Kenyan wildlife officials and other conservation groups are working to support the establishment of a wildlife corridor, including mapping the key routes, but it is no easy matter, said Paul Mbugua, KWS assistant director.
“It would be good to have corridors in place, but we have a challenge as all the land to the south of Nairobi is owned by somebody,” Mbugua said.
Land in Kenya is both increasingly expensive and a highly political issue.
Kenya plunged into violence after disputed 2007 elections, with land grievances a key contributing factor to the explosion of brutal killings, and demarcating protected corridors is harder than simply drawing lines on a map.
Lion attacks on livestock are reported, but there have been no recent attacks on humans in Nairobi, experts say, but contact will grow as the city expands.
“Lions respect and fear people and try to get out of the way,” added Hunter.
“But with development in areas important to lions, people and lions will mix more and more… and an individual lion can be incredibly dangerous. In that mix, inevitably it is the lion that loses out.”
Africa News – Resources, Health, Food
© AfriGadget. Young inventor Richard Turere with his family’s cattle.
A 13-year-old inventor in Kenya has come up with a low-cost, eco-friendly way to protect his family’s livestock that could also serve as a solution to a serious problem in his country — managing human-wildlife conflict.
With their land located near Nairobi National Park, an area boasting the world’s highest density of lions, Richard Turere’s family often saw their cows, sheep, or goats fall prey to the hungry big cats. But Richard, who herds and protects the family’s livestock, noticed that lions stayed away as long as someone was walking around outside with a flashlight. The African innovation blog AfriGadget describes the clever idea he concocted next:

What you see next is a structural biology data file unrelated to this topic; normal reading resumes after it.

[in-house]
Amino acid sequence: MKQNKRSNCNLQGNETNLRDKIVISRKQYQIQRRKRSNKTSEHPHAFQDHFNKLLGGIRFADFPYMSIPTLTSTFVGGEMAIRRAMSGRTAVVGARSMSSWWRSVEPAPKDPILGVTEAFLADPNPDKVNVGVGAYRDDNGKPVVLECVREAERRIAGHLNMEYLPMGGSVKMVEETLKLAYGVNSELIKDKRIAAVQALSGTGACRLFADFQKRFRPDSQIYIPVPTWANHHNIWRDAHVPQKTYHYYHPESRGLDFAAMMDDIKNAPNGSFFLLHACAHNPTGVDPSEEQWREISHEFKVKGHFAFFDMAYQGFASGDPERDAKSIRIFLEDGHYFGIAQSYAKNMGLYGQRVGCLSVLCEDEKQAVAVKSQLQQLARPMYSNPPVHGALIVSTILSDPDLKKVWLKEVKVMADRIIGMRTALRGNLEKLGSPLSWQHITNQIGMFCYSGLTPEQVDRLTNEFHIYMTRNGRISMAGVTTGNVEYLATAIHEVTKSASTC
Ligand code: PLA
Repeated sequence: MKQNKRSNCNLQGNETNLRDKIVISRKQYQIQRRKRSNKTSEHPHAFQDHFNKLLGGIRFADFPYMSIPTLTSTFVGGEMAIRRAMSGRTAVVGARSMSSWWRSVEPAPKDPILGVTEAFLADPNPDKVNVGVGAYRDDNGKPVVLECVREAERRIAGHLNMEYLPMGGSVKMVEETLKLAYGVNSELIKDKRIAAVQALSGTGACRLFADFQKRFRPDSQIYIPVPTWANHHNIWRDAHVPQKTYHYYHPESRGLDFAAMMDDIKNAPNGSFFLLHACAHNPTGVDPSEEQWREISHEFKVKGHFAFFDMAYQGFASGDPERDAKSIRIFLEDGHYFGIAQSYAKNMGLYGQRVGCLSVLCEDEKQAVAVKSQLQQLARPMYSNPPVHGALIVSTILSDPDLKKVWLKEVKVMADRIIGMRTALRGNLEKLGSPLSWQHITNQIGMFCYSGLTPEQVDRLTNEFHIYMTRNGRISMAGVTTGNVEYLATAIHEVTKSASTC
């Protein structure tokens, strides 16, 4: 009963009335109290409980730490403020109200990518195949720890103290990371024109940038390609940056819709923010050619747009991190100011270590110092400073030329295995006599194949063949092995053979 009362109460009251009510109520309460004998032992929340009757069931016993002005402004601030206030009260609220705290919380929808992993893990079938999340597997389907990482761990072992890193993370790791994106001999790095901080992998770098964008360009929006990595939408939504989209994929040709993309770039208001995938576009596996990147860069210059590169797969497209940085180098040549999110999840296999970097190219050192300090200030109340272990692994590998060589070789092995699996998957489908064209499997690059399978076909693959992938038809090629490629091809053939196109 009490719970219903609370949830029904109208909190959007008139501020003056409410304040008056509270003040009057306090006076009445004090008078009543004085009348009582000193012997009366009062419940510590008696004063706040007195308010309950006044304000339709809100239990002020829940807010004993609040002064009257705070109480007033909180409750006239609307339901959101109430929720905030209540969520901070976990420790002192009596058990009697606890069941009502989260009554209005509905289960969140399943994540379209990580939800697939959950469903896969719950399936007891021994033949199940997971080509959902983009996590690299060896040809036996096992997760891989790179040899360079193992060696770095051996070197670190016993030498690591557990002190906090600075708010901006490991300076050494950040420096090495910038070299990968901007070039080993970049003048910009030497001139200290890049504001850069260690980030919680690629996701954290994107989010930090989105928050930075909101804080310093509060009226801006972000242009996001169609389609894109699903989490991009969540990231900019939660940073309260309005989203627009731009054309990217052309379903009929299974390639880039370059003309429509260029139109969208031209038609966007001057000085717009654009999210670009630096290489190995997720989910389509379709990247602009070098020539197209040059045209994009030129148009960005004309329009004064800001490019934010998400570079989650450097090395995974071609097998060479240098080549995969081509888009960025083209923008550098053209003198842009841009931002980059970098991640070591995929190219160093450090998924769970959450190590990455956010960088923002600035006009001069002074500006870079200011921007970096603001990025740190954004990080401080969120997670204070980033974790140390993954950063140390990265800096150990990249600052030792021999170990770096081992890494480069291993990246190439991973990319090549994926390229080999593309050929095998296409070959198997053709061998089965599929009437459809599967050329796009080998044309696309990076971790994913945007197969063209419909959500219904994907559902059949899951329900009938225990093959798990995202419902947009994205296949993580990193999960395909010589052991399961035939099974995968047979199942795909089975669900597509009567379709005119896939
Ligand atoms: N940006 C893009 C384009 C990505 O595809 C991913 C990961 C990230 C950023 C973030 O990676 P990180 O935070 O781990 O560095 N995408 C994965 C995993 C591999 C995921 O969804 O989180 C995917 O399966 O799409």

[Richard] took the LED bulbs from broken flashlights and rigged up an automated lighting system of four or five torch bulbs around the cattle stockade. The bulbs are wired to a box with switches, and to an old car battery charged with a solar panel that operates the family television set. The lights [point] outwards into the darkness. They flash in sequence, giving the impression that someone is walking around the stockade.
Reducing Human-Animal Conflict
Since installing the system, Richard’s family has experienced no problems with night predation by lions, though neighboring homesteads lost animals before he set up the lights in their yards too, AfriGadget reported.
© AfriGadget. Richard’s illustration of his invention.
Human-animal conflict is on the rise in both Africa and Asia as wildlands get converted to agricultural use and human settlements encroach ever-closer on animal habitat. Typically both sides suffer, with farmers losing valuable animals and crops and many lions and other wild creatures being killed in retaliation.
Due in part to conflict with humans, along with habitat destruction and climate change, the Kenya Wildlife Service predicted in 2009 that the country’s lions could be extinct within 20 years or less.
A Cheap, Local Solution
From chili-treated ping-pong balls to beehive fences, a lot of creative solutions are being developed to allow people and wildlife to live in harmony. Richard’s lighting system, which he created with no books or access to technical information, costs less than $10, compared to lion-proof fences that require $1,000 worth of materials plus transportation and labor.
A PhD student at The University of Western Australia is working on an ambitious project. Julia Reisser, who has studied sea turtles for the last nine years, wants to create the first map that shows distribution of floating marine plastics in Australian waters. That map will be overlapped with information about pathways of sea turtle hatchlings, and hopefully will shed light on where the most dangerous areas for growing sea turtles may exist.
“The early life of sea turtles occurs at the ocean’s surface, where there’s an increasing amount of floating plastics that are proving fatal to hatchlings,” PhD student Julia Reisser says in an article from University of Western Australia. “My work is identifying the places contributing most to the increase in plastics in Australia’s oceans and how this links to sea turtle life cycles.”